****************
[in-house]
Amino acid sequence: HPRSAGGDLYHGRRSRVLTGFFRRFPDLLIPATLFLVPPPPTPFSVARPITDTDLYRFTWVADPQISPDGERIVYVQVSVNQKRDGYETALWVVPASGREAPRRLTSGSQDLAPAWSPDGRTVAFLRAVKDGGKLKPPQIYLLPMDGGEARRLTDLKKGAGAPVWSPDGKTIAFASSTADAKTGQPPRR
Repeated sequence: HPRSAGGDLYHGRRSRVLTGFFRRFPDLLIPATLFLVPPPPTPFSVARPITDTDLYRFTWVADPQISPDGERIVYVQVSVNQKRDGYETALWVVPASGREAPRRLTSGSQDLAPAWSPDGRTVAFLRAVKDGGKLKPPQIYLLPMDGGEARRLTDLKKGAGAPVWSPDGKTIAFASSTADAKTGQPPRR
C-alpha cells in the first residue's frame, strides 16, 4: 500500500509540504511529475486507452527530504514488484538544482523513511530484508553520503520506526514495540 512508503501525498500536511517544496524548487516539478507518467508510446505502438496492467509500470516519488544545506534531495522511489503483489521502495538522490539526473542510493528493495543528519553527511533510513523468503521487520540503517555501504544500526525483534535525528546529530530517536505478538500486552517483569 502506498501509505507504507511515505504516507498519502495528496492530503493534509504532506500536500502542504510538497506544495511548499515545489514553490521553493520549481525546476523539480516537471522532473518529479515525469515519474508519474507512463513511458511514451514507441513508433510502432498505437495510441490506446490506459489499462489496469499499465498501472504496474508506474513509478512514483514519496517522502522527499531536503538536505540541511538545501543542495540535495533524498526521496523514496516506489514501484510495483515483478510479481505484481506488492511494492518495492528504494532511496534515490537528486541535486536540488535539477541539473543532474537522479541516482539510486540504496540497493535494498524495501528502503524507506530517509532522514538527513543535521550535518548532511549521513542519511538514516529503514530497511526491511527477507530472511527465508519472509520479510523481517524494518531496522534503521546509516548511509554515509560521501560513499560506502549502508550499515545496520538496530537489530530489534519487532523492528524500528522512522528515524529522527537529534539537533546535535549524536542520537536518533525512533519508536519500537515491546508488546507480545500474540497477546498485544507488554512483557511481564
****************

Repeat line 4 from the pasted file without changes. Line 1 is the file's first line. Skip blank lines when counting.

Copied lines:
C-alpha cells in the first residue's frame, strides 16, 4: 500500500509540504511529475486507452527530504514488484538544482523513511530484508553520503520506526514495540 512508503501525498500536511517544496524548487516539478507518467508510446505502438496492467509500470516519488544545506534531495522511489503483489521502495538522490539526473542510493528493495543528519553527511533510513523468503521487520540503517555501504544500526525483534535525528546529530530517536505478538500486552517483569 502506498501509505507504507511515505504516507498519502495528496492530503493534509504532506500536500502542504510538497506544495511548499515545489514553490521553493520549481525546476523539480516537471522532473518529479515525469515519474508519474507512463513511458511514451514507441513508433510502432498505437495510441490506446490506459489499462489496469499499465498501472504496474508506474513509478512514483514519496517522502522527499531536503538536505540541511538545501543542495540535495533524498526521496523514496516506489514501484510495483515483478510479481505484481506488492511494492518495492528504494532511496534515490537528486541535486536540488535539477541539473543532474537522479541516482539510486540504496540497493535494498524495501528502503524507506530517509532522514538527513543535521550535518548532511549521513542519511538514516529503514530497511526491511527477507530472511527465508519472509520479510523481517524494518531496522534503521546509516548511509554515509560521501560513499560506502549502508550499515545496520538496530537489530530489534519487532523492528524500528522512522528515524529522527537529534539537533546535535549524536542520537536518533525512533519508536519500537515491546508488546507480545500474540497477546498485544507488554512483557511481564